Ghana Women Fund (GWF) Ltd was established in 2001 to cater to women who ordinarily cannot access credit services from regular banks and financial institutions. In 2010, GWF launched a new credit program that offers water and sanitation loans to people in Ghana living in slums and informal settlements. The high density of unplanned houses in slum areas of Ghana makes it virtually impossible for the communities to have piped water connections or sanitary facilities. The only feasible solution for sustainable clean, safe and hygienic water and sanitation services in these slums has been through privately owned services charged at nominal fees. 
 
GWF’s water and sanitation loans are used to provide safe, clean and hygienic water and sanitation facilities that improve the health of the people living in these slum areas. Given the huge populations living in Ghana’s slums, the demand is very high for GWF’s loans.
 
A unique lending approach:
 
The target population for the water and sanitation loans is micro-entrepreneurs who live in the slums. GWF identifies and trains potential entrepreneurs who want to engage in water-related businesses such as water kiosks, bath services for public use and sachet water production. The loans offer micro-entrepreneurs an opportunity to improve their economic livelihood through increased income. While improving their own lives, the entrepreneurs also bring cleaner water to the slum communities in Ghana where they live.  

A Note on Ghana Women Fund's Portfolio Yield:

We care deeply about the cost that Kiva borrowers pay for their loans, which is why fair pricing is a core part of our initial due diligence process for Field Partners. With Kiva's 0% capital, many of our Field Partners are also able to add additional value to their loans by reducing interest rates, offering non-financial services or creating new loan products.

For partners with reported portfolio yields or average APRs higher than 50%, Kiva takes steps to check that the high rates are justified by the impact of the loans. Kiva also verifies that the partner is not generating unreasonable profits or paying inflated salaries, and that the partner’s elevated operating costs are justified by its operating environment and/or the design of its loan products.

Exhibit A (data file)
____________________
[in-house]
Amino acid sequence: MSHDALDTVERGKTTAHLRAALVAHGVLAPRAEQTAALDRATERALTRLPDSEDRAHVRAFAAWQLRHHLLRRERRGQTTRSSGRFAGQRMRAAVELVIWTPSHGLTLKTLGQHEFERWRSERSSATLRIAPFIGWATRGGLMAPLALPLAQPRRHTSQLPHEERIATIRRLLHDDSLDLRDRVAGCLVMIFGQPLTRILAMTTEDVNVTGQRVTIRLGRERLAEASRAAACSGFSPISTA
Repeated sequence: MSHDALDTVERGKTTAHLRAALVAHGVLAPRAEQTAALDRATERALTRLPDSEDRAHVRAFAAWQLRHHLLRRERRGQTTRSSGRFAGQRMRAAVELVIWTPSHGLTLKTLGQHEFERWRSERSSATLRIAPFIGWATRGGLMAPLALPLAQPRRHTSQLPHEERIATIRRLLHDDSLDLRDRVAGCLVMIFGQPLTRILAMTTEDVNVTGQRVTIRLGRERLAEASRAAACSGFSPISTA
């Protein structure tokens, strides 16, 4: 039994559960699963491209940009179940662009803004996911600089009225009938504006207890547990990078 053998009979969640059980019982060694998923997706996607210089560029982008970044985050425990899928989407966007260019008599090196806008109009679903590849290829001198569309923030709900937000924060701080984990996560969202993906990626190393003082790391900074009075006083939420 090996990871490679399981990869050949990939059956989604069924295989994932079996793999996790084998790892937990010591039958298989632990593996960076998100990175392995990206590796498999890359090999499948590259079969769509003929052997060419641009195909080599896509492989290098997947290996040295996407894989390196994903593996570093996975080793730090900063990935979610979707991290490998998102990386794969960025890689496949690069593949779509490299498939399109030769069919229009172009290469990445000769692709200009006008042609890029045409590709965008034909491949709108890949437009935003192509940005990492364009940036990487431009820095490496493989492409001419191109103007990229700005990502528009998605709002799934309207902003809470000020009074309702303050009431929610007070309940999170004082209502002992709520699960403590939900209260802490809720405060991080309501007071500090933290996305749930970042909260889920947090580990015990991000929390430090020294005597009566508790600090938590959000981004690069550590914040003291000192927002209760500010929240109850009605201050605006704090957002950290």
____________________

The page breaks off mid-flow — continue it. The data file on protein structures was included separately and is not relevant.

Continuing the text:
We seek to support loans that don’t impose an unjustifiable cost burden on hard-working borrowers. We nevertheless recognize that in order to reach vulnerable and excluded people with high-impact products and services, some of our partners incur high costs that necessitate charging higher-than-average costs to borrowers in order to allow for sustainability and scale. With this partner, Kiva capital is supporting a loan product that costs less than the partner's typical products.

Factors that drive up the costs that this partner organization charges its borrowers include:
  • They operate in a market with high inflation—averaging 17% from 2014-2016, which means that the rates you see on Kiva are overstated, since loans are given in local currency, which lost value much more quickly than the U.S. dollar.
  • They provide more than just cash to many of their borrowers, including costly wraparound services such as healthcare, financial or business training, agricultural extension services, insurance or access to education.
  • They work in areas with very poor infrastructure, such as limited roads. This increases the costs of finding clients and maintaining branch offices.
  • They’re a small company or organization that hasn’t yet achieved the scale and efficiency necessary to reach sustainability and reduce pricing, but the impact of their services merits the opportunity to prove their business model.

Repayment Performance on Kiva

    This Field Partner All Kiva Partners
  Start Date On Kiva Dec 19, 2014 Oct 12, 2005
Total Loans $179,125 $994,015,325
Amount of raised Inactive loans $5,250 $257,450
Number of raised Inactive loans 8 304
Amount of Paying Back Loans $91,925 $153,841,625
Number of Paying Back Loans 115 195,782
Amount of Ended Loans $81,950 $839,916,250
Number of Ended Loans 140 1,055,620
Delinquency Rate 29.83% 8.69%
Amount in Arrears $12,677 $8,875,692
Outstanding Portfolio $42,494 $102,174,618
Number of Loans Delinquent 67 30,836
Default Rate 3.33% 1.42%
Amount of Ended Loans Defaulted $2,726 $11,890,081
Number of Ended Loans Defaulted 4 34,252
Currency Exchange Loss Rate 1.16% 0.45%
Amount of Currency Exchange Loss $2,076 $4,501,882
Refund Rate 9.31% 0.60%
Amount of Refunded Loans $16,675 $5,985,075
Number of Refunded Loans 22 6,003

Loan Characteristics On Kiva

    This Field Partner All Kiva Partners
  Loans to Women Borrowers 72.28% 75.51%
Average Loan Size $687 $398
Average Individual Loan Size $687 $627
Average Group Loan Size $0 $1,756
Average number of borrowers per group 0 7.7
Average GDP per capita (PPP) in local country $3,500 $5,871
Average Loan Size / GDP per capita (PPP) 19.63% 6.78%
Average Time to Fund a Loan 4.84 days 6.92 days
Average Dollars Raised Per Day Per Loan $141.87 $57.54
  Average Loan Term 11.69 months 11.13 months

Journaling Performance on Kiva

    This Field Partner All Kiva Partners
  Total Journals 111 519,181
  Journaling Rate 48.20% 41.20%
  Average Number of Comments Per Journal 0.00 0.05
  Average Number of Recommendations Per Journal 0.00 1.14

Borrowing Cost Comparison (based on 2015 data)

    This Field Partner Median for MFI's in Country All Kiva Partners
  Average Cost to Borrower 50% PY 53.00% PY 26.28% PY
  Profitability (return on assets) 3.7% 0.3% -1.13%
  Average Loan Size (% of per capita income) N/A 13.00% 16.31%

Country Fast Facts

Field Partner Staff

Anita Aboagye
Emmanuella Sekyi
Leeda W